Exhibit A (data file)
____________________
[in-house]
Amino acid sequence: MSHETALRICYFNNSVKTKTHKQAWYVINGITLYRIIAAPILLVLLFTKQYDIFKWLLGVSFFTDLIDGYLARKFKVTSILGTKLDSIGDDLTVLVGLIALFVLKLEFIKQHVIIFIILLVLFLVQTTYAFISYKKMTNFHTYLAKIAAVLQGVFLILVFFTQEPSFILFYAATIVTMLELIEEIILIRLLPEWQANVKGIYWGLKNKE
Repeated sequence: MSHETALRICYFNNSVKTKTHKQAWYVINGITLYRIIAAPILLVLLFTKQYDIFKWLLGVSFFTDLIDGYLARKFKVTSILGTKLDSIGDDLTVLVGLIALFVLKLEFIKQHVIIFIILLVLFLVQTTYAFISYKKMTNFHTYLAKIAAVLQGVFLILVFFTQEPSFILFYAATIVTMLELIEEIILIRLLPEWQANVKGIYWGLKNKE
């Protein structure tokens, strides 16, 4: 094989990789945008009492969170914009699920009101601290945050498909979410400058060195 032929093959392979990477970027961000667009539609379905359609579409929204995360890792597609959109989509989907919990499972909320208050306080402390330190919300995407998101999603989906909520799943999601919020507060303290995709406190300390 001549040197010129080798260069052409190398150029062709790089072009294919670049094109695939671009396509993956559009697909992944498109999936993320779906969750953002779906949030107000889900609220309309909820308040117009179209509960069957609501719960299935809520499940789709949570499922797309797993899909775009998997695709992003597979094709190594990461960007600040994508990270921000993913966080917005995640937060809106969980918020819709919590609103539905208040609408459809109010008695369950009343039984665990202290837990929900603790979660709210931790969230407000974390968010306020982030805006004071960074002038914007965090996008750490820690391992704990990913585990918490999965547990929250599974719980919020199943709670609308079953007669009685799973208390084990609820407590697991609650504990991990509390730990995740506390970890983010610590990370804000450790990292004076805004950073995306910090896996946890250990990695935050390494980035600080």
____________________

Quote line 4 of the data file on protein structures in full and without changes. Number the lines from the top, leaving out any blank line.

């Protein structure tokens, strides 16, 4: 094989990789945008009492969170914009699920009101601290945050498909979410400058060195 032929093959392979990477970027961000667009539609379905359609579409929204995360890792597609959109989509989907919990499972909320208050306080402390330190919300995407998101999603989906909520799943999601919020507060303290995709406190300390 001549040197010129080798260069052409190398150029062709790089072009294919670049094109695939671009396509993956559009697909992944498109999936993320779906969750953002779906949030107000889900609220309309909820308040117009179209509960069957609501719960299935809520499940789709949570499922797309797993899909775009998997695709992003597979094709190594990461960007600040994508990270921000993913966080917005995640937060809106969980918020819709919590609103539905208040609408459809109010008695369950009343039984665990202290837990929900603790979660709210931790969230407000974390968010306020982030805006004071960074002038914007965090996008750490820690391992704990990913585990918490999965547990929250599974719980919020199943709670609308079953007669009685799973208390084990609820407590697991609650504990991990509390730990995740506390970890983010610590990370804000450790990292004076805004950073995306910090896996946890250990990695935050390494980035600080």